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How did the nature of kingship evolve during the 14th and 15th centuries?

During the 14th and 15th centuries, the nature of kingship evolved from feudal lords to centralised monarchies.

In the early 14th century, the nature of kingship was largely defined by the feudal system, where power was decentralised and kings were often seen as first among equals among their nobles. Kingship was not absolute and kings often had to negotiate with their nobles for support and resources. This was a period marked by a balance of power between the king and his vassals, with the king's authority often being challenged.

However, the nature of kingship began to change in the late 14th and throughout the 15th century. This was a period of significant political, social and economic changes that led to the centralisation of power in the hands of the king. The Hundred Years War, the Black Death, and the Peasants' Revolt all contributed to this shift. These events weakened the nobility and strengthened the position of the king, leading to the emergence of more centralised monarchies.

The Hundred Years War, for example, required kings to raise large armies and collect taxes on an unprecedented scale. This led to the development of more efficient administrative systems and the growth of a professional bureaucracy, both of which increased the power of the king. The Black Death, on the other hand, led to a shortage of labour and an increase in wages, which undermined the economic power of the nobility and further strengthened the position of the king.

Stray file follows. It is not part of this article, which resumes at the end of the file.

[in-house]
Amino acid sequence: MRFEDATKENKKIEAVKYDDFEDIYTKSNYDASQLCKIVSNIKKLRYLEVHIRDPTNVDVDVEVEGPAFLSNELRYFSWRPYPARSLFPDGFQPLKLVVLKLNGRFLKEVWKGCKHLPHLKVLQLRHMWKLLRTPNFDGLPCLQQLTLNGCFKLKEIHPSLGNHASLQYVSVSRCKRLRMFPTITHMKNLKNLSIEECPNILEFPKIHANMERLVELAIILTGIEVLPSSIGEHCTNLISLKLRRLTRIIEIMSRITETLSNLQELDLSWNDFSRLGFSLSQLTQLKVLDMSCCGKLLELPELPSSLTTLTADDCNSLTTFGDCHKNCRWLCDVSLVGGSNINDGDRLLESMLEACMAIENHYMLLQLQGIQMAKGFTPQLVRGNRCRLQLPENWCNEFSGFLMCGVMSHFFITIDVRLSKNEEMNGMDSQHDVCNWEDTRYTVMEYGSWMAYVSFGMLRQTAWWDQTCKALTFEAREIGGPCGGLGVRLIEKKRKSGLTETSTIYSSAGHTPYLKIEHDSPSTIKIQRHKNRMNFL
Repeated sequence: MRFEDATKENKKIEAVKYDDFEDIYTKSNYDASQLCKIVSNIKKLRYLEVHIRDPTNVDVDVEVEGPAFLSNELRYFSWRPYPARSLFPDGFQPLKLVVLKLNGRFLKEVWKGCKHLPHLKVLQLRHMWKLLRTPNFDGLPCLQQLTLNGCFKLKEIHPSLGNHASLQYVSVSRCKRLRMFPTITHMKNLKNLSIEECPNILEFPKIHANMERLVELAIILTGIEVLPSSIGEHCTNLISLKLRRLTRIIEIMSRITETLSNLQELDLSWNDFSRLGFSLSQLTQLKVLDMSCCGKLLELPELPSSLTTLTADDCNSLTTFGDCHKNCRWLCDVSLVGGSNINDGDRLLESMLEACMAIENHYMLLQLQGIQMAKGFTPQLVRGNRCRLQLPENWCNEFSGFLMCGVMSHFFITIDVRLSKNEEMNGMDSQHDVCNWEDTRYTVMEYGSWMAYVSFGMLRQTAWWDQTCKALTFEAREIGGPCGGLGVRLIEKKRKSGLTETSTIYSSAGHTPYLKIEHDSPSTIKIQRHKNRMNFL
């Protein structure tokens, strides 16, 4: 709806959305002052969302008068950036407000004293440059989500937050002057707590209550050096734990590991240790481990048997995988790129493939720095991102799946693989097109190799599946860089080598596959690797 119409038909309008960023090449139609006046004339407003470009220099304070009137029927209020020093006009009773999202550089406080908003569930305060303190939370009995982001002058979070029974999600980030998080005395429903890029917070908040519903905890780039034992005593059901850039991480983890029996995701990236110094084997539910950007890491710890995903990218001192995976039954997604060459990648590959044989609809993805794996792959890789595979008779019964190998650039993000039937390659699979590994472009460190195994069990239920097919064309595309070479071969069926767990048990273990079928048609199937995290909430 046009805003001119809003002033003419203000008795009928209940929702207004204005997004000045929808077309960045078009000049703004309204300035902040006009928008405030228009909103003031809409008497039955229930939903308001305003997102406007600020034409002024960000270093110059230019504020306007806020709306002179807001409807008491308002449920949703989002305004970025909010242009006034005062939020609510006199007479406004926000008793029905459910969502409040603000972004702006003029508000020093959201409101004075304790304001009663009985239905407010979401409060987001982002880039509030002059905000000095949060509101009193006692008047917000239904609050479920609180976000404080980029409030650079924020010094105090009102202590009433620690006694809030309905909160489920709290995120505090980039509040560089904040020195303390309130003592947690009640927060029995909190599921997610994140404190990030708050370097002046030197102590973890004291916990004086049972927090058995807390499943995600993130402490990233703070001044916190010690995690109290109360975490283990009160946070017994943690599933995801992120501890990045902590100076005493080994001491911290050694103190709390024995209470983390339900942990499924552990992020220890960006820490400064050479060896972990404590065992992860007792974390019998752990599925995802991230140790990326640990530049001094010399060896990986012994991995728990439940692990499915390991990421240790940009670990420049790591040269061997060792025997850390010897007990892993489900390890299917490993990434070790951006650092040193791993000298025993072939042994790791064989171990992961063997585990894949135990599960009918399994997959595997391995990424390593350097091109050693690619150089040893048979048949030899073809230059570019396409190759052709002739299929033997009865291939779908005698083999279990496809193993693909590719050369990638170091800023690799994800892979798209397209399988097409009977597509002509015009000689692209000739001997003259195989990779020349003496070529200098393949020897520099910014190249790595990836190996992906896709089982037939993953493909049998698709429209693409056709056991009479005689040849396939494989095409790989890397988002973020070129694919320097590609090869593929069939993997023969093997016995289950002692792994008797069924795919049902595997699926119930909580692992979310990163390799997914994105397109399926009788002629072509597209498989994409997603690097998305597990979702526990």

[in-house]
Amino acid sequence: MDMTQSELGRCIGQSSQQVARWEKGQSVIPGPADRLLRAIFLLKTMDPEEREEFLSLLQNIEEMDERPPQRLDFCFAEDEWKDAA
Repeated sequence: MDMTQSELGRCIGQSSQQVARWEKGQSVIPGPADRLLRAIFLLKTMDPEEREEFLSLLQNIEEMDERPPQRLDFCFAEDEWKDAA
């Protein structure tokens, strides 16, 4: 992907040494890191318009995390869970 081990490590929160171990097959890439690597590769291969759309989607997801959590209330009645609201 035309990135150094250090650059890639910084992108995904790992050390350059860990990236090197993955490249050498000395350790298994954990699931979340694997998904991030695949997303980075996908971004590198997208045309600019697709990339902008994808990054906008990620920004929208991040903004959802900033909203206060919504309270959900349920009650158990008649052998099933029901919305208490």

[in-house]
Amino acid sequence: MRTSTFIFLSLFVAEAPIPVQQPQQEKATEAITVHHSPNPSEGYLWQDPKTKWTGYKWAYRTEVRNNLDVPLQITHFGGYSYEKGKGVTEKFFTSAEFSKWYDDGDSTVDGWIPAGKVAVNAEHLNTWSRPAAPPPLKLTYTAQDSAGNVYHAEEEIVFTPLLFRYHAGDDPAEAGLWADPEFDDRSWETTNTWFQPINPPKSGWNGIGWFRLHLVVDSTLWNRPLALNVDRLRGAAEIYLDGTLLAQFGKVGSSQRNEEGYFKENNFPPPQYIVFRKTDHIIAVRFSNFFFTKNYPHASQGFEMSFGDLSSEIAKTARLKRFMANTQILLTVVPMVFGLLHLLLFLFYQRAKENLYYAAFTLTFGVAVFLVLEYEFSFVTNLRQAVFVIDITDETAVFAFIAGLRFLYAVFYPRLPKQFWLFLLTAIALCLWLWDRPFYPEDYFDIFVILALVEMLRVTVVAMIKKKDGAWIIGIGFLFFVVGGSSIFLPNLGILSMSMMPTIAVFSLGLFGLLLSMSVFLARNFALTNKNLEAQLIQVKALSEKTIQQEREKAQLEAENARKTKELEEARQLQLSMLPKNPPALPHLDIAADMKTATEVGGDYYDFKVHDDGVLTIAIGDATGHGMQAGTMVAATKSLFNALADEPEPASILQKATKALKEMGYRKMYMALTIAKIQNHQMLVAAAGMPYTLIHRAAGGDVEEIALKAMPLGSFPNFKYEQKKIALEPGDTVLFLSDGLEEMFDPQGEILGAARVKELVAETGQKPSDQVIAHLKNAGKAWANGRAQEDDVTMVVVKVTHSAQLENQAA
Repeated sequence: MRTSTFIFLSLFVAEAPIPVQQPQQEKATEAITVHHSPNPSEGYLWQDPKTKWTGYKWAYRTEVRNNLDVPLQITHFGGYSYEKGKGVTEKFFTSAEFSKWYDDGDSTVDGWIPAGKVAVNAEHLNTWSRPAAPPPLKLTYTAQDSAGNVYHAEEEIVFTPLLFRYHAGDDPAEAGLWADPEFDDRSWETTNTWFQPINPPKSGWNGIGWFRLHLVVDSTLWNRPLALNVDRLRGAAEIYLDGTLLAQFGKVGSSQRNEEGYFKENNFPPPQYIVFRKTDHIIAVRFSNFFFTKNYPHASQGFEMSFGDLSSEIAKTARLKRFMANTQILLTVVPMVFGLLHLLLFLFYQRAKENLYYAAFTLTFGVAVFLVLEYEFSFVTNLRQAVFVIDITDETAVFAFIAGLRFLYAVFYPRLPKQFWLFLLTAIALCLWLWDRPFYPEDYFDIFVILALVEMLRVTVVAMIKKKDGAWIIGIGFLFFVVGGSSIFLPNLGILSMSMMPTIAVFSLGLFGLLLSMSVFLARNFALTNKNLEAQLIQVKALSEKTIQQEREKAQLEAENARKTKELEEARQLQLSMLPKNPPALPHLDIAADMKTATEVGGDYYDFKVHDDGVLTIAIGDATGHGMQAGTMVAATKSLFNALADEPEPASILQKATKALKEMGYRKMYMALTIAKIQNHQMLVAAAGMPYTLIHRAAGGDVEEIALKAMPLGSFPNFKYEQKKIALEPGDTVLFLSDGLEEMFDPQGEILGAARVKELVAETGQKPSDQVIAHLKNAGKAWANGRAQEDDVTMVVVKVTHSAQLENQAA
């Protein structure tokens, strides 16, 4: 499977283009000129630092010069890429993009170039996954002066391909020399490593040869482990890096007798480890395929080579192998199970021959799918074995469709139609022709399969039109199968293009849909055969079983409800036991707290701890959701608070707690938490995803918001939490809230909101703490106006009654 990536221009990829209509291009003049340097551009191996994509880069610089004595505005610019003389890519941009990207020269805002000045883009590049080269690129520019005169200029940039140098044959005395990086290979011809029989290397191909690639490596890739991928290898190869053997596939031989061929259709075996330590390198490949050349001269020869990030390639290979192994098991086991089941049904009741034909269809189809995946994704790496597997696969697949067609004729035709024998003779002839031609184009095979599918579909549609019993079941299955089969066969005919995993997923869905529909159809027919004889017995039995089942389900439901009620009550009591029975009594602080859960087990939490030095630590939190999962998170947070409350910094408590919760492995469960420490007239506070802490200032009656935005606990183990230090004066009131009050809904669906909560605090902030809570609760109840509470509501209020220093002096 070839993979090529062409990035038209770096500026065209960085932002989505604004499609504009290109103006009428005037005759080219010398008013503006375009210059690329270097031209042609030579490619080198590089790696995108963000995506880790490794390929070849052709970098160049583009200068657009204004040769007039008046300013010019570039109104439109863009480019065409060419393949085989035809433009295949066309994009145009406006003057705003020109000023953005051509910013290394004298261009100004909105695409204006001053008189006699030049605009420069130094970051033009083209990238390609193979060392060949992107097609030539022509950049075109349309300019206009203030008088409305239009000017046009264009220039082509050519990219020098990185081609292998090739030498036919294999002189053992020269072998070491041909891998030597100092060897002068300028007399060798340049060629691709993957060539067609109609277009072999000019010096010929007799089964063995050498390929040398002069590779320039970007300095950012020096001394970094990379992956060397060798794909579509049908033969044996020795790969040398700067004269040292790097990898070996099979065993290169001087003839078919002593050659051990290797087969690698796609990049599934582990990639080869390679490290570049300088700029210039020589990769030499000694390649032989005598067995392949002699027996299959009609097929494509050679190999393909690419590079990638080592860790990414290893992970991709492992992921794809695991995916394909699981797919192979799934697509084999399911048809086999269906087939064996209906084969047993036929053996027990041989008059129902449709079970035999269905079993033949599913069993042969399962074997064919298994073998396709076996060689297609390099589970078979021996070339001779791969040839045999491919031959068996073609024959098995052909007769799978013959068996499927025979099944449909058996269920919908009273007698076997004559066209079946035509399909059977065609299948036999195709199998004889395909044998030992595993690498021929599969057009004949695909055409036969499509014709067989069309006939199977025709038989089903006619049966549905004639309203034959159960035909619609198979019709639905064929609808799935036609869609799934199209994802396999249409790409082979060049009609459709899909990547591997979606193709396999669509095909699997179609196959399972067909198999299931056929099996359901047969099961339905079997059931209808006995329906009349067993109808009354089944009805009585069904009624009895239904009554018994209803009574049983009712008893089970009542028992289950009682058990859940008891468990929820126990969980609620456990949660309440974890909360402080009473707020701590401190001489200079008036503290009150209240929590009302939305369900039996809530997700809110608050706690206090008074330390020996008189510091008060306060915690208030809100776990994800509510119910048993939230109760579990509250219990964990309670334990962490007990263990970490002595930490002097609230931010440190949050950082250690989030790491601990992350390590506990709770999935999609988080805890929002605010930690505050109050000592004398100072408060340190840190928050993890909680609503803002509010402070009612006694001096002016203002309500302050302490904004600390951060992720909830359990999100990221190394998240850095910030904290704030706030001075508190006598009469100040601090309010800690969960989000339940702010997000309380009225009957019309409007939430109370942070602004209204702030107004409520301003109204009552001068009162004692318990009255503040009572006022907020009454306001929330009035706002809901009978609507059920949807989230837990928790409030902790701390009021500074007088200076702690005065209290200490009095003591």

The Peasants' Revolt was another significant event that influenced the nature of kingship. The revolt was a reaction to the social and economic changes brought about by the Black Death and the Hundred Years War. It was brutally suppressed by the king, which demonstrated his power and authority.

By the end of the 15th century, the nature of kingship had evolved significantly. Kings were no longer just feudal lords, but centralised monarchs with significant power and authority. They had a professional bureaucracy at their disposal and were able to raise large armies and collect taxes on a large scale. This marked the beginning of the modern state and the end of the feudal system.

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